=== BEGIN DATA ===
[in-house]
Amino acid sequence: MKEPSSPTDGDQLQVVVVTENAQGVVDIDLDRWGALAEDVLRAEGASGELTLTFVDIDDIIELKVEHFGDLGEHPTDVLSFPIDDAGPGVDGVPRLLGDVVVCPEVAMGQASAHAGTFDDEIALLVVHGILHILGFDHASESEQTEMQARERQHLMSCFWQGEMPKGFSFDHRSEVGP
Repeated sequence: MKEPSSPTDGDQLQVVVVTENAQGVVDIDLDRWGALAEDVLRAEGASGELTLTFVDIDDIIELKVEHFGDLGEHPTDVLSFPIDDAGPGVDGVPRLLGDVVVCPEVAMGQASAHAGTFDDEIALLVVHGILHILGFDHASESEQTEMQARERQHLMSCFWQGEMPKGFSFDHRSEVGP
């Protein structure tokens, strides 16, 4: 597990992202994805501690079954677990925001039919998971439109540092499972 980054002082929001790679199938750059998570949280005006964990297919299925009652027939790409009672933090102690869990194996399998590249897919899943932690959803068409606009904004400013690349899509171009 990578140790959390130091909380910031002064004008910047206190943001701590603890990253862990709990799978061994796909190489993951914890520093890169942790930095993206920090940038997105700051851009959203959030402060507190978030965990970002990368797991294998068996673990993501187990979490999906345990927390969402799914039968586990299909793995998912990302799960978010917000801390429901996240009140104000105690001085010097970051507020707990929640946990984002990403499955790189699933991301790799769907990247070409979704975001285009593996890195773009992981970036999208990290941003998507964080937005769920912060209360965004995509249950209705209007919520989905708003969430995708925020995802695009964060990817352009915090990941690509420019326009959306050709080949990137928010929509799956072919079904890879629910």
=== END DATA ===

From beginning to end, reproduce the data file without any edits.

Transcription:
[in-house]
Amino acid sequence: MKEPSSPTDGDQLQVVVVTENAQGVVDIDLDRWGALAEDVLRAEGASGELTLTFVDIDDIIELKVEHFGDLGEHPTDVLSFPIDDAGPGVDGVPRLLGDVVVCPEVAMGQASAHAGTFDDEIALLVVHGILHILGFDHASESEQTEMQARERQHLMSCFWQGEMPKGFSFDHRSEVGP
Repeated sequence: MKEPSSPTDGDQLQVVVVTENAQGVVDIDLDRWGALAEDVLRAEGASGELTLTFVDIDDIIELKVEHFGDLGEHPTDVLSFPIDDAGPGVDGVPRLLGDVVVCPEVAMGQASAHAGTFDDEIALLVVHGILHILGFDHASESEQTEMQARERQHLMSCFWQGEMPKGFSFDHRSEVGP
């Protein structure tokens, strides 16, 4: 597990992202994805501690079954677990925001039919998971439109540092499972 980054002082929001790679199938750059998570949280005006964990297919299925009652027939790409009672933090102690869990194996399998590249897919899943932690959803068409606009904004400013690349899509171009 990578140790959390130091909380910031002064004008910047206190943001701590603890990253862990709990799978061994796909190489993951914890520093890169942790930095993206920090940038997105700051851009959203959030402060507190978030965990970002990368797991294998068996673990993501187990979490999906345990927390969402799914039968586990299909793995998912990302799960978010917000801390429901996240009140104000105690001085010097970051507020707990929640946990984002990403499955790189699933991301790799769907990247070409979704975001285009593996890195773009992981970036999208990290941003998507964080937005769920912060209360965004995509249950209705209007919520989905708003969430995708925020995802695009964060990817352009915090990941690509420019326009959306050709080949990137928010929509799956072919079904890879629910």